Morecambe kids gets creative


Celebrating success: Children from primary schools worked with LUVU

Children from three Morecambe primary schools visited the University to celebrate the success of the Creative Arts Project conducted in their respective schools by Lancaster University Volunteering Unit (LUVU).

The 95 pupils from Morecambe Bay, Trumacar and West End primary schools presented three musical performances to LUVU volunteers and staff. The shows were made possible with help from LUVU volunteers, the University of Lancaster Music Society (ULMS) and More Music, a community musical group based in Morecambe. The performances were presented in the Great Hall on Tuesday morning of Week 17.

A Year Three teacher from Morecambe Bay Primary, Brendan Cronin, commented: “What a pleasure it was to see the children having so much creative freedom and deciding how their performance would take shape for themselves.”

The Morecambe Bay Primary children presented a samba performance, with complete costume, assisted by ULMS. The pupils from Trumacar Primary delivered their rendition of the children’s classic Peter and the Wolf while West End Primary performed Morecambe Town, their own original composition about the resort. The final number was composed by the pupils together with Geoff Dixon from More Music.

LUVU schools and events coordinator, Joe Bourne, told SCAN: “The show was fantastic, it is always great to see children gain experience of performing on a big stage but the performances had an element of professionalism that we have not achieved before.

“Not only was it enjoyable for the children performing but it was also a great show for anyone watching. It was funny, moving and very loud,” he added.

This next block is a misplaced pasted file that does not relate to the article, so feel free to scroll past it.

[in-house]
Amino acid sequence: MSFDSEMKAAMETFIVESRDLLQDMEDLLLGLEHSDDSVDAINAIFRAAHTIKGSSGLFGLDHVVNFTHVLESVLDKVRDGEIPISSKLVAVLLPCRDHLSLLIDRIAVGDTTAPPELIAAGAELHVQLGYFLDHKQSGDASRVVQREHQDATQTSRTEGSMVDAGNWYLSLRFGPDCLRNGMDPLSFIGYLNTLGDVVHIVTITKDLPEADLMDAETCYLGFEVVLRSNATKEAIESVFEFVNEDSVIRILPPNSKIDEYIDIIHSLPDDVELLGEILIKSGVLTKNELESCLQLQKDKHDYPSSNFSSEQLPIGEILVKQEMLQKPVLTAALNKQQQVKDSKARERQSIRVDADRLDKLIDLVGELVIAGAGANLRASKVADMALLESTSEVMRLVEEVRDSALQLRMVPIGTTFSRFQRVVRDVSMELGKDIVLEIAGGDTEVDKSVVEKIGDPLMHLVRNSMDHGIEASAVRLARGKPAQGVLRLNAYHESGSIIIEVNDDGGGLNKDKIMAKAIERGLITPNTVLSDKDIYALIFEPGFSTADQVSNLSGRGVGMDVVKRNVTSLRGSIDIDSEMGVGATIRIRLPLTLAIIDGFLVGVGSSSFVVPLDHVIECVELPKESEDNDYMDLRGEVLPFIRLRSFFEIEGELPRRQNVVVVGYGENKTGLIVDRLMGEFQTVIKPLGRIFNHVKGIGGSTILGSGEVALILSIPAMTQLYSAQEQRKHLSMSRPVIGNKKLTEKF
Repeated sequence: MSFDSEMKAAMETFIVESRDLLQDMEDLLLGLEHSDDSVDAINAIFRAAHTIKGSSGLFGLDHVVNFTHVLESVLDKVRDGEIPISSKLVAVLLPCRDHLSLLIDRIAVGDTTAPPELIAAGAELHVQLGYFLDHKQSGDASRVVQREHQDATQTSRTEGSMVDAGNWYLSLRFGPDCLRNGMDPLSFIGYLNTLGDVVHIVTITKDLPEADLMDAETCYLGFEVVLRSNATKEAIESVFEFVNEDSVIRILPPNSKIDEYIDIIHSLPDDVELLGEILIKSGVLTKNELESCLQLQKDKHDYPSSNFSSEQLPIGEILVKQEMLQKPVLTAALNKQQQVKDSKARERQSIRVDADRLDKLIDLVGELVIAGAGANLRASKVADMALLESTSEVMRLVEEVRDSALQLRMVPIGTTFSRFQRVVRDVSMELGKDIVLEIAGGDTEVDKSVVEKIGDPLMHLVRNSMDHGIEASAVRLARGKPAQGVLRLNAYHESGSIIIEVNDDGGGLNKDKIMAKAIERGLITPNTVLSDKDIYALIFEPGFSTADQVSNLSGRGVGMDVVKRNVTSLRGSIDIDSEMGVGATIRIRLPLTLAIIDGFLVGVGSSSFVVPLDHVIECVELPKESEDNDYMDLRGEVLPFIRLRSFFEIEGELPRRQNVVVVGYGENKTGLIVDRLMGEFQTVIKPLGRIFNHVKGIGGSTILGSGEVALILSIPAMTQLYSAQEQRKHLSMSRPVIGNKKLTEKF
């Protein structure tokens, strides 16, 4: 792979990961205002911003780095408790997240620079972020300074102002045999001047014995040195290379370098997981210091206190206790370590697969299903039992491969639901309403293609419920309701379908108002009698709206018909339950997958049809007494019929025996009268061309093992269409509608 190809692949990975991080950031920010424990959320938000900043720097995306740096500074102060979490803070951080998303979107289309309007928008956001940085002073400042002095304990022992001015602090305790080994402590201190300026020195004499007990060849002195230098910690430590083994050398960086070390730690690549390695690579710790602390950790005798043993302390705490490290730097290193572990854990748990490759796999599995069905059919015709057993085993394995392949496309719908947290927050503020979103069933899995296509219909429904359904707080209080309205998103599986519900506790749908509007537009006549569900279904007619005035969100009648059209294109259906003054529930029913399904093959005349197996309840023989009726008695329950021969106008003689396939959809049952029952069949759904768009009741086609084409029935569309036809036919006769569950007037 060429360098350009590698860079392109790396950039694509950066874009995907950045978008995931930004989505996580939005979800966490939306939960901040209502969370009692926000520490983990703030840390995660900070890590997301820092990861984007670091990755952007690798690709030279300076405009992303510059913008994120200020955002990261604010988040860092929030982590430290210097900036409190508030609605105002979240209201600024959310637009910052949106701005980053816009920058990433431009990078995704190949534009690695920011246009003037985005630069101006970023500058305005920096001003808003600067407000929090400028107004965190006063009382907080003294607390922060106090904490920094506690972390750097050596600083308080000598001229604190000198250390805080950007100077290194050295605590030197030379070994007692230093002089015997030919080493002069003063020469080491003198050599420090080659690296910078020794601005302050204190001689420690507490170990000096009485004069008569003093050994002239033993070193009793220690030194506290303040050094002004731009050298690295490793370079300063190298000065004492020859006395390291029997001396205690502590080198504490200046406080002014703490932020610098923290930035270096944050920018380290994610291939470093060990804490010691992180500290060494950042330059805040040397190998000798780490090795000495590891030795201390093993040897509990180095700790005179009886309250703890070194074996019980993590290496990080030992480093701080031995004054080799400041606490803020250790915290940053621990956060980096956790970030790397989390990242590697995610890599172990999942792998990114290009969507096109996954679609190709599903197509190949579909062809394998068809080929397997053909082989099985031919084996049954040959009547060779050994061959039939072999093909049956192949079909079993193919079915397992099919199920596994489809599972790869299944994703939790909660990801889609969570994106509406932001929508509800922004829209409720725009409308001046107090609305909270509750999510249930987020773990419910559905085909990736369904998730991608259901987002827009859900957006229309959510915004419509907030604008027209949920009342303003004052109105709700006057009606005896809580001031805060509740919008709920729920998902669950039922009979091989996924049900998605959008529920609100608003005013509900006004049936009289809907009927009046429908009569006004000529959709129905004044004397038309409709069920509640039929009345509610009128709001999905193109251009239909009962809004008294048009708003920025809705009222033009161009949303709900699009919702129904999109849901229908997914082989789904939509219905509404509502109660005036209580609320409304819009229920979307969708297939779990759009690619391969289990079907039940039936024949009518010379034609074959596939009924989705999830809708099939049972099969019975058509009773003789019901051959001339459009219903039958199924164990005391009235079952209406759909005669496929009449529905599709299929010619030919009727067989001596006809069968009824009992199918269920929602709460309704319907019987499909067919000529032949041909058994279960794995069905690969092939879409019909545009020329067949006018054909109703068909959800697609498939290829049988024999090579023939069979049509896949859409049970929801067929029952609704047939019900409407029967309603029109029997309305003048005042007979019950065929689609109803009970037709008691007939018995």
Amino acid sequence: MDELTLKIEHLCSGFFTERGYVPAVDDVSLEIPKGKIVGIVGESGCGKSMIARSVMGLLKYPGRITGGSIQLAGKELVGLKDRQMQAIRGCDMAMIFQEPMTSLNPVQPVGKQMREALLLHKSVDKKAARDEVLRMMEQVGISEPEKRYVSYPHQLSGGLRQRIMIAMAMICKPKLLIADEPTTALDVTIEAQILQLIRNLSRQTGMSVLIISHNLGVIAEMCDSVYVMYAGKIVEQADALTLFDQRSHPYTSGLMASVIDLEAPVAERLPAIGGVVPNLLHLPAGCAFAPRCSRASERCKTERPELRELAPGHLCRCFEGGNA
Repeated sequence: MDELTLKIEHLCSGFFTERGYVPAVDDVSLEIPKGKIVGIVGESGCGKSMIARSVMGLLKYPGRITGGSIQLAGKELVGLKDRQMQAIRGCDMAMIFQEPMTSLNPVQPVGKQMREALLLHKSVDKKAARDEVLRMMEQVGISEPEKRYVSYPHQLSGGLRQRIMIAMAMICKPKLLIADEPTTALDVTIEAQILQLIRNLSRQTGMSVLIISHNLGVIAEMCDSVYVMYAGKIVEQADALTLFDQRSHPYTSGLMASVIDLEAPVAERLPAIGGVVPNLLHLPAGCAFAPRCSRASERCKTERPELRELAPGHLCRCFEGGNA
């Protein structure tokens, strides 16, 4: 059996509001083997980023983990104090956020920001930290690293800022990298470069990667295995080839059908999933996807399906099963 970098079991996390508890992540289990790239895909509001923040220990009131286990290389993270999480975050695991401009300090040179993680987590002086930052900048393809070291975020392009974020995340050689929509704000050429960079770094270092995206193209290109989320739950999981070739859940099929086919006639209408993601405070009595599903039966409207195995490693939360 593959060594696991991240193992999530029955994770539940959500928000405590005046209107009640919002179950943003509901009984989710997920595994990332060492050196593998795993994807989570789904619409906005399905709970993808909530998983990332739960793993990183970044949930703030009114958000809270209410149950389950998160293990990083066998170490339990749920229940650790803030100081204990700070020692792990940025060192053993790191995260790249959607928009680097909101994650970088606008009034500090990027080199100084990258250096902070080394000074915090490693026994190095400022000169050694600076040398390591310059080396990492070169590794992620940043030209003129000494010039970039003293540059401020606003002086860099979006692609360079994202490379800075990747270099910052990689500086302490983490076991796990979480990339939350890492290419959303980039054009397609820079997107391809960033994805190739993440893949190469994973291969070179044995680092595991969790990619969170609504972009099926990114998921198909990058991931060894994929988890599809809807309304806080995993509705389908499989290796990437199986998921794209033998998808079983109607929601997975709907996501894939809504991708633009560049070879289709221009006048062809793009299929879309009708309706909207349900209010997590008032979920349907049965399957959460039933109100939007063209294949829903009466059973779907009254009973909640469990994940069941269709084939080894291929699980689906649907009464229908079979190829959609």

Since January, LUVU volunteers have been visiting these primary schools as part of the Creative Arts Project. The volunteers spent an afternoon at each school where they introduced basic musical elements and helped the schoolchildren explore music in a fun and creative way. The project emphasised the fact that regardless of ability or access to instruments everybody can make and enjoy music.

The Creative Arts Project, started by LUVU in 2002, is aimed at encouraging children to use their imagination and be inventive. The project also incorporates creative arts as a medium to discuss issues pertinent to children such as bullying and the environment. In this project, LUVU volunteers conduct various educational activities at local primary schools. This year the project saw the participation of 10 schools and about 340 pupils.

On the reasons for targeting primary schoolchildren, Bourne said “Children must be given chances to be creative for many reasons. It can often be a way to break down barriers to other subjects. For example if a child struggles with maths or finds it difficult to explain a complicated concept then using art and music can often make it more accessible.

“Not only do I think it is important for children to be given opportunities to be creative but I also believe the project allows them to make their own decisions. It is entirely up to them the shape their performance takes and they have to work as a team,” he added.

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